Arrests and deportations by U.S. Immigration and Customs Enforcement (ICE) plummeted in fiscal year 2021 as the agency entered a "new era" under the Biden administration, which directed officers to focus on detaining immigrants with serious criminal convictions, government figures released Friday show.
ICE deportation officers arrested 74,082 immigrants in fiscal year 2021, which ended in October, a 28% drop from 2020, when arrests alsobecause of the start of the coronavirus pandemic.
The agency carried out 59,011 deportations in fiscal year 2021, an all-time low, according to historical ICE data. The previous low came in fiscal year 2004, when ICE recorded 175,106 deportations.
The sharp decrease in ICE arrests and deportations is largely a reflection of the Biden administration's efforts to reshape the agency's work and narrow the groups of immigrants whom agents should detain. Administration officials also cited a "complex environment" during the pandemic that played a role in limiting arrests and deportations.
Current rules instruct ICE officers to detain immigrants convicted of serious crimes, migrants who recently crossed a U.S. border illegally, and those deemed to pose a national security risk, such as suspected terrorists. Under the Biden-era rules, officers generally refrain from arresting immigrants with clean records if they have lived in the U.S. for years.
The Biden administration has generally barred ICE officers from detaining victims of serious crimes and pregnant or nursing women, and discontinued worksite sweeps and the long-term detention of migrant families with children. ICE officials also tried to implement a 100-day deportation moratorium during President Biden's first week in office, but that plan was blocked by a Texas lawsuit.
Republicans have strongly opposed the policy changes at ICE, accusing the administration of not fully enforcing immigration laws at a time when border arrivals have soared. Progressives have also expressed frustration, criticizing officials for not further curtailing ICE detention and arrests.
During a call with reporters Friday, a senior ICE official who requested anonymity defended the administration's policies, saying "fiscal year 2021 ushered in a new era at ICE." The agency, the official argued, is using finite enforcement resources to detain immigrants who could pose a risk to public safety.
"We are focusing on what we consider quality arrests, sort of the ones that are the most severe threats to our communities," another senior ICE official said during the call.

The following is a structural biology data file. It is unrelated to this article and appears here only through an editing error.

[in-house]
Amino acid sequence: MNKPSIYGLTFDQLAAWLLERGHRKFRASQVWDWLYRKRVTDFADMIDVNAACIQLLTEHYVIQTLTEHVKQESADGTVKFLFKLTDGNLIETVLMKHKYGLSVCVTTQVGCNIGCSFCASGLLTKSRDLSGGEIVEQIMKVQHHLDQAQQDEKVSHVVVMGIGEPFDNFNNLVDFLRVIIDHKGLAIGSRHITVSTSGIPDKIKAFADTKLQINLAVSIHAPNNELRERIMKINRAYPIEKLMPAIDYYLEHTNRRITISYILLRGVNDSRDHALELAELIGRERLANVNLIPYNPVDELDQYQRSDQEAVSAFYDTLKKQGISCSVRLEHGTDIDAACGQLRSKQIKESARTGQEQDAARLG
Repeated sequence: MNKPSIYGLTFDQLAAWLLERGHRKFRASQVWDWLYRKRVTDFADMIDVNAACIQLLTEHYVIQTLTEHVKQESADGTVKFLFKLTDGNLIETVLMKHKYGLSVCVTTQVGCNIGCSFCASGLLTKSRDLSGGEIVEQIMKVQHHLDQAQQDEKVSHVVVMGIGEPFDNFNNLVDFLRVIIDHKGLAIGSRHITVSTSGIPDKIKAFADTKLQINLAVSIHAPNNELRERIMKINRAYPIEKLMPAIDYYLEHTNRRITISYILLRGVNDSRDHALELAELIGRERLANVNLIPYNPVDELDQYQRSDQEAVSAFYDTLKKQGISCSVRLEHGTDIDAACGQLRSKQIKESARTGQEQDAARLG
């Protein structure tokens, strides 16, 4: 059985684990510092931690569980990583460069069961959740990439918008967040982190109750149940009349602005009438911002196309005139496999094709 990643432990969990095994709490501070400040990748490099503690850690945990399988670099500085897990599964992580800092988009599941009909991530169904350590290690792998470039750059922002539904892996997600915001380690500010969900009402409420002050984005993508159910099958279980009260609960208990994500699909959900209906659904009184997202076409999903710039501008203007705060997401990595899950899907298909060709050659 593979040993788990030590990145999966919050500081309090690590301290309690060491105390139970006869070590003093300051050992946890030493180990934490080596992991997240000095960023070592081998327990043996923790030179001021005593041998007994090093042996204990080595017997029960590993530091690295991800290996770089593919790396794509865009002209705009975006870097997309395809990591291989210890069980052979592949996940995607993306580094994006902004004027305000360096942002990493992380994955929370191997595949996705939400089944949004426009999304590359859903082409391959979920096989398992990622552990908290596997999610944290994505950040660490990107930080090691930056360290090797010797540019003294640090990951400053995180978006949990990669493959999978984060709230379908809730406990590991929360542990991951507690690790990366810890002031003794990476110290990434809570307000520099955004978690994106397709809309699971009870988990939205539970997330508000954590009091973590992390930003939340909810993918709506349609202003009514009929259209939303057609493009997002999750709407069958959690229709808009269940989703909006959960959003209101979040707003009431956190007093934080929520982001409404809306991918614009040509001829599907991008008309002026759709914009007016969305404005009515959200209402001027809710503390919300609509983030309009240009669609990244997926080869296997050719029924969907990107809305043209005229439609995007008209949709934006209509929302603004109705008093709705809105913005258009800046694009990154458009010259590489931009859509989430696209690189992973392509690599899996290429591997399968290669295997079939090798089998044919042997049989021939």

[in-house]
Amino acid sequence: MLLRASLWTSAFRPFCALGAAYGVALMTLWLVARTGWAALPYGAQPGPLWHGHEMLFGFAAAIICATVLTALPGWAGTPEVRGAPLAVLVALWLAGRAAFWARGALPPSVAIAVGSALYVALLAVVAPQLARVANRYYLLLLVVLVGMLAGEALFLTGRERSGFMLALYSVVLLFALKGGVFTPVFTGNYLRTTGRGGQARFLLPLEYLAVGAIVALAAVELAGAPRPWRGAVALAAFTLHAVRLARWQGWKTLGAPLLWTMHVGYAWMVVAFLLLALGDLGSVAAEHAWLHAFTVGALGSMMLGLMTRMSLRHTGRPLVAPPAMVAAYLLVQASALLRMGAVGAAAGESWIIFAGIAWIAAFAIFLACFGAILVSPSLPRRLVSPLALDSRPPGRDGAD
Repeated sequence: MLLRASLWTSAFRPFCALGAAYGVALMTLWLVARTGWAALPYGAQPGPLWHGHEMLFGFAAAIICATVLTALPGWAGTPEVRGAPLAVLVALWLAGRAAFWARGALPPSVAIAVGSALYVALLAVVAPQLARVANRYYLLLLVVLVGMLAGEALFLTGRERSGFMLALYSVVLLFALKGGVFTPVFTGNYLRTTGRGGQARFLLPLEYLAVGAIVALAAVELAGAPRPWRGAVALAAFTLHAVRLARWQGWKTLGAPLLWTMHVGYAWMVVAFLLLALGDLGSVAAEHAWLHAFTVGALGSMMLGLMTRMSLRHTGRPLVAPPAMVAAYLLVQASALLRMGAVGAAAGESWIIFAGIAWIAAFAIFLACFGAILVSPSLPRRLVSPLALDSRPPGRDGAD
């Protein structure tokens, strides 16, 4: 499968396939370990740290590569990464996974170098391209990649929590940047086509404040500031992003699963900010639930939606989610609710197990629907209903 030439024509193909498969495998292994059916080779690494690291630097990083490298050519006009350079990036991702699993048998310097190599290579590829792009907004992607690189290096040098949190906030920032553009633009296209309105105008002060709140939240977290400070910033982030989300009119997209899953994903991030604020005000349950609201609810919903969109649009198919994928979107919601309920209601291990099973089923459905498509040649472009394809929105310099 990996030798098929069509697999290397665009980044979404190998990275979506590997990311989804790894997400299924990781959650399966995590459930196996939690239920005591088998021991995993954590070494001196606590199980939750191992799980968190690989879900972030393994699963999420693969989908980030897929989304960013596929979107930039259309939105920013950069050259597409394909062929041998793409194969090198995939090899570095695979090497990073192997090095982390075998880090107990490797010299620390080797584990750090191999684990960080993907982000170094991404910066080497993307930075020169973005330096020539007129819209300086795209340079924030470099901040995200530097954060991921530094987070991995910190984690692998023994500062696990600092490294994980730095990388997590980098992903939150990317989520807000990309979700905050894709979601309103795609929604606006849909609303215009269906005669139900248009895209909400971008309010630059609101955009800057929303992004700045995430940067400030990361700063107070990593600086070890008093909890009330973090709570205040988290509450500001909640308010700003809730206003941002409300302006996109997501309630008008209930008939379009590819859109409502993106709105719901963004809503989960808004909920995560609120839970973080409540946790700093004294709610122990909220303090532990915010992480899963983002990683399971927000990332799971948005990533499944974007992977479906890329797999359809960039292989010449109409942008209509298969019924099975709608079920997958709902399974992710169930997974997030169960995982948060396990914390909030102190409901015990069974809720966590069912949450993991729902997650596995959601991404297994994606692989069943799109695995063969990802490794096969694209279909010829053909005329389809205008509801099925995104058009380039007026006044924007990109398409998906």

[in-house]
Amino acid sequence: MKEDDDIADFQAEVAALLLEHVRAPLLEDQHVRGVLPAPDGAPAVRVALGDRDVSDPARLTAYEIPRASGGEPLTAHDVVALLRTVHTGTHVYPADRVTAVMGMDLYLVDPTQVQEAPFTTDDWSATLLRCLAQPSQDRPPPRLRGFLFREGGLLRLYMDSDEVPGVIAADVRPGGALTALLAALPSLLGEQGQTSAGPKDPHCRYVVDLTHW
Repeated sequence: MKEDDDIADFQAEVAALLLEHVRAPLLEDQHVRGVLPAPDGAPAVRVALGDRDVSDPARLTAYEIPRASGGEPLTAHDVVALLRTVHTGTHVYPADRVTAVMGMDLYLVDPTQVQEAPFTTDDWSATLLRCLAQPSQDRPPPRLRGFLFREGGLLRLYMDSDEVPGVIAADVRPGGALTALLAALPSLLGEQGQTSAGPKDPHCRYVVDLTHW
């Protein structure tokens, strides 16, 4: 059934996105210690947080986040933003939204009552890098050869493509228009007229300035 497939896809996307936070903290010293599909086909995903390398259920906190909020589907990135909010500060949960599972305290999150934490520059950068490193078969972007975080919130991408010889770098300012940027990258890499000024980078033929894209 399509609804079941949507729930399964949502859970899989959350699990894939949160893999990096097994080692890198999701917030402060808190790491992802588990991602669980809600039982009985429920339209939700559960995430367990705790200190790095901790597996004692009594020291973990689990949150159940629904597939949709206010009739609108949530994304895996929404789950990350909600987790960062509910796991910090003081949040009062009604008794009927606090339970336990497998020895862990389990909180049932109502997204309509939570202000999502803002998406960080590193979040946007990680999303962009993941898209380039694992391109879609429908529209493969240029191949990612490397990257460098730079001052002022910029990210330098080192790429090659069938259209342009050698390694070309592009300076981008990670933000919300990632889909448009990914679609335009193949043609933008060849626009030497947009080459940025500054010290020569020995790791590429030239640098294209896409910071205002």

ICE arrests of immigrants convicted of "aggravated felonies" rose to 12,025 in 2021, up from 6,815 in 2020. Under U.S. immigration law, "aggravated felonies" are a range of crimes that include serious, violent offenses like murder and rape, as well as other crimes that are deemed misdemeanors in some states.
Collectively, immigrants arrested by ICE in fiscal year 2021 had been convicted of a combined 1,506 homicide-related offenses, 3,415 sexual assaults, 19,549 assaults, 2,717 robberies and 1,063 kidnappings, the agency said in a report published on Friday.
ICE also highlighted a slight increase in "at large" arrests, which occur during targeted operations in communities, as opposed to transfers from state or federal criminal custody. ICE recorded 25,993 at-large arrests in 2021, compared to 23,932 in 2020.
Nearly 500 of those arrests occurred during an operation last year targeting sex offenders, 80% of whom had been convicted of crimes involving the victimization of children, the ICE report noted.
Sixty-six percent of the 59,000 immigrants deported this past fiscal year had criminal records, an increase from 56% in 2020, ICE said. The rest were primarily migrants transferred from border custody. The agency said it also deported 2,718 alleged gang members and 34 suspected terrorists.
The deportation tally does not include 36,654 air expulsions that ICE said it carried out on behalf of U.S. border officials to expel migrants processed under a Trump-era pandemic restriction known as Title 42.
The Biden administration has also pledged to reform the ICE detention system, which mainly consists of a network of dozens of country jails and for-profit prisons with agency contracts.
The agency stopped detaining immigrants at two facilities plagued by allegations of detainee mistreatment last year but has yet to take public steps to fulfill Mr. Biden's campaign promise to end for-profit immigration detention.
ICE has expanded so-called "alternatives to detention" programs under Mr. Biden. The programs allow the agency to track migrants in deportation proceedings, through ankle monitors, other GPS devices and home curfews, without physically holding them in a detention center.
More than 182,000 immigrants were enrolled in alternative to detention programs as of late last month, according to ICE data. The agency was also holding another 18,000 immigrants in detention facilities.
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